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I am working on a calculation module using C#, and I bumped on this :

double v = 4 / 100;

I know this is a wrong initialization that returns v = 0.0 instead of v = 0.04

The c# rules says I must ensure at least one of the member is a double, like this :

double v = (double) 4 / 100;
double v = 4.0 / 100;

However, I have many many initializations of that kind that involves integer variables operations, and I feel lazy to browse my code line by line to detect such mistakes.

Instead, is it possible to get warned by the compiler about this ?

share|improve this question
It depends on which compiler you're using. The error messages and warnings aren't a built-in feature of the language, but something that the compiler adds on. If the compiler you're using doesn't support it, then no, it's not possible. – Hoeloe Dec 12 '12 at 13:05
There is a uservoice ticket asking for this feature. – Frédéric Hamidi Dec 12 '12 at 13:09
I am using the C# compiler provided with .NET 4.0, and Visual Studio 2010. – Larry Dec 12 '12 at 13:11
up vote 4 down vote accepted

Alright, after some playing around and what not, I have a solution. I used this article to come to this solution.I use StyleCop, so you'll need to get and install that. Then, you can download my C# project MathematicsAnalyzer.

First off, I did not account for all type conversion mismatches. In fact, I only accommodate one part.

Basically, I check to see if the line contains "double" followed by a space. I do know that could lead to false warnings, because the end of a class could be double or any number of other things, but I'll leave that to you to figure out how to properly isolate the type.

If a match is found, I check to see that it matches this regex:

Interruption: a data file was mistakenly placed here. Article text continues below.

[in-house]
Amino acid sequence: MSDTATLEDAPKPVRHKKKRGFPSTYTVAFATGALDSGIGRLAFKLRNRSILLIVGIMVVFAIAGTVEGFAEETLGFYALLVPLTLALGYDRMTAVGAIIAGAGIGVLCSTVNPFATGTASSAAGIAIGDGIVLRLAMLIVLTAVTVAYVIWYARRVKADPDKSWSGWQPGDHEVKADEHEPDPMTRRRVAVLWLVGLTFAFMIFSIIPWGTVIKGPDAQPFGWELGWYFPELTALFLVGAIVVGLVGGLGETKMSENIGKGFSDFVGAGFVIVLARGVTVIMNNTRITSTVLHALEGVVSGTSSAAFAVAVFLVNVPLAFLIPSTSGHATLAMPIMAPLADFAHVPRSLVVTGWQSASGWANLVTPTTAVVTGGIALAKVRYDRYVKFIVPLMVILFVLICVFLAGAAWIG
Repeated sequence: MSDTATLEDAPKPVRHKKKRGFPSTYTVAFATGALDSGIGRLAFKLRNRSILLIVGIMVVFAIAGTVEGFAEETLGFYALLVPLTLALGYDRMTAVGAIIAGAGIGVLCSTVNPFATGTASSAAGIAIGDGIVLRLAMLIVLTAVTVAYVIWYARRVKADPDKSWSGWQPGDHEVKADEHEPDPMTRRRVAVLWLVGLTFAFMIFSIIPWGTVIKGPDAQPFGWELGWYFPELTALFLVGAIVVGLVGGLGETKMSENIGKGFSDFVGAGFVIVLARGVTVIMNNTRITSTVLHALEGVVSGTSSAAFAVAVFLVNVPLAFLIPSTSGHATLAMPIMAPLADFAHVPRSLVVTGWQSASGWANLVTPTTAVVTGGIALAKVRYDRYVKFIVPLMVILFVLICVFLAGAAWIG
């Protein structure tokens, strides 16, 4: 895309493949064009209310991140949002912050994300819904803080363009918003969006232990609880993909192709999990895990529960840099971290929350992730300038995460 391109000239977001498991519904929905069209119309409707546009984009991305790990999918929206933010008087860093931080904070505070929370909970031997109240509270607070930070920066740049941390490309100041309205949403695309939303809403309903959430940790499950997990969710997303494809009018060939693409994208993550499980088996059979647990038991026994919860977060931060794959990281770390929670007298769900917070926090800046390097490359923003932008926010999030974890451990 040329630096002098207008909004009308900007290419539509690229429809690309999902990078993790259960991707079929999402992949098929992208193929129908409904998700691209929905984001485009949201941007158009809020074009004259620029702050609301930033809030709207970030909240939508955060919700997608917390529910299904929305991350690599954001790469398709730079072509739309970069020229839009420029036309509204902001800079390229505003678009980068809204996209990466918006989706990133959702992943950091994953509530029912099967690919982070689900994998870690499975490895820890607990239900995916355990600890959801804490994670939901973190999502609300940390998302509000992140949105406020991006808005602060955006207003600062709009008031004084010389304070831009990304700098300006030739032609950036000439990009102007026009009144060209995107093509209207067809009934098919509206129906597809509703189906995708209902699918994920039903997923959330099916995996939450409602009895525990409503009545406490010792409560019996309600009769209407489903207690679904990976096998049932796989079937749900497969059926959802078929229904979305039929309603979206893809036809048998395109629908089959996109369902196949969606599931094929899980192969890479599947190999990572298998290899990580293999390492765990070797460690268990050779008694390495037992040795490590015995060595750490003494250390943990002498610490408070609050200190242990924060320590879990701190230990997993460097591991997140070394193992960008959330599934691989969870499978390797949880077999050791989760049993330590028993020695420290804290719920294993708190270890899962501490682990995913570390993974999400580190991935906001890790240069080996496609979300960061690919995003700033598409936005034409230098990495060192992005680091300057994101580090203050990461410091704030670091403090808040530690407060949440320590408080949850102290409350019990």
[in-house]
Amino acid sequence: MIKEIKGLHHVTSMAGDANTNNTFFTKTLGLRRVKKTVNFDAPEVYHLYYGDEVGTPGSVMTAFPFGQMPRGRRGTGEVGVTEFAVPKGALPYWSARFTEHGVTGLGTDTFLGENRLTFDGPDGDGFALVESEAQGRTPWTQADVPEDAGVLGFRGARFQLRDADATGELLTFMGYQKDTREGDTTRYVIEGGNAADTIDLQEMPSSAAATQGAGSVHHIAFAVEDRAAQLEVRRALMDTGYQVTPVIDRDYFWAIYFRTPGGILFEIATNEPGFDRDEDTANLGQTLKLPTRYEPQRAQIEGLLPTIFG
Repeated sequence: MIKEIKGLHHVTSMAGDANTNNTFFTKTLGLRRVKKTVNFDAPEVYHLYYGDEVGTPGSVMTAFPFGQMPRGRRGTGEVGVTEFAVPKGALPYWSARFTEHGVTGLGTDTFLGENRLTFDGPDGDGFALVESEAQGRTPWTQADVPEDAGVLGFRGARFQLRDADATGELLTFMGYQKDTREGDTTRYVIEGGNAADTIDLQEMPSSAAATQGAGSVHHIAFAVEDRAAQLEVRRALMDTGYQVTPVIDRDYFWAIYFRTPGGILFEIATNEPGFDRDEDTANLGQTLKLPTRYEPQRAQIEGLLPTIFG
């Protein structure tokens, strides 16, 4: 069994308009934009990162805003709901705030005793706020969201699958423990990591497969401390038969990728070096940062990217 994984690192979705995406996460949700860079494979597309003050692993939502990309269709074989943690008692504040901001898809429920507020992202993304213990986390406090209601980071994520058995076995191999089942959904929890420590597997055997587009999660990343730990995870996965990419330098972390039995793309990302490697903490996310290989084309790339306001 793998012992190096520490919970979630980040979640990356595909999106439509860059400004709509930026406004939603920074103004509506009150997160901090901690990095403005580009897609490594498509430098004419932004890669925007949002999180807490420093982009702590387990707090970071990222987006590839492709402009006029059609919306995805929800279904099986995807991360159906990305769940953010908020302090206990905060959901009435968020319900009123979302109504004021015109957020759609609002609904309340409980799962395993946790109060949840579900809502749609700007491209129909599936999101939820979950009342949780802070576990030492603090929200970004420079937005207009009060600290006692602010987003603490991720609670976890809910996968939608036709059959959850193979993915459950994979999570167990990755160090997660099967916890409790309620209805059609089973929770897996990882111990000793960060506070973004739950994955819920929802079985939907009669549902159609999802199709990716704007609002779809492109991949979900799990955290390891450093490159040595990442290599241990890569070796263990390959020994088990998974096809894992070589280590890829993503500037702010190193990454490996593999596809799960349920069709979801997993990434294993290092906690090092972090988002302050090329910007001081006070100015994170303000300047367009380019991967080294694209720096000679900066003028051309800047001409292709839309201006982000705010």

double[ ][A-Za-z0-9]*[ ]?=(([ ]?[0-9]*d[ ]?/[ ]?[0-9]*;)|[ ]?[0-9]*[ ]?/[ ]?[0-9]*d;)

If it does -not- match this regex, then I add a violation. What this regex will match on is any of the following:

  • double i=4d / 100;
  • double i = 4d / 100;
  • double i = 4 / 100d;
  • double i = 4/ 100d;
  • double i = 4 /100d;
  • double i = 4/100d;
  • double i=4d / 100;
  • double i=4 / 100d;
  • double i=4/100d;

Any of the above will not create a violation. As it is currently written, pretty much if a 'd' isn't used, it'll throw a violation. You'll need to add extra logic to account for the other possible ways of explicitly casting an operand. As I'm writing this, I've just realized that having a 'd' on both operands will most likely throw an exception. Whoops.

And lastly, I could not get StyleCop to display my violation properly. It kept giving me an error about the rule not existing, and even with a second pair of eyes on it, we could not find a solution, so I hacked it. The error shows the name of the rule you were trying to find, so I just put the name of the rule as something descriptive and included the line number in it.

To install the custom rule, build the MathematicalAnalyzer project. Close Visual Studio and copy the DLL into the StyleCop install directory. When you open Visual Studio, you should see the rule in the StyleCop settings. Step 5 and 6 of the article I used shows where to do that.

This only gets one violation at a time throughout the solution, so you'll have to fix the violation it shows, and run StyleCop again to find the next one. There may be a way around that, but I ran out of juice and stopped here.


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Thank you very much. It is not perfect, but it helps a lot. – Larry Dec 28 '12 at 23:08

This article explains how to set up custom Code Analysis rules that, when you run Code Analysis, can show warnings and what not.


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Thank you very much for this information. Unfortunately, it will not be easy to implement a custom rule that parse my code for that type conversion mismatch. – Larry Dec 21 '12 at 10:30
I understand completely. I thought about that, but it's the only way that I could find in my research. – seekerOfKnowledge Dec 21 '12 at 13:36

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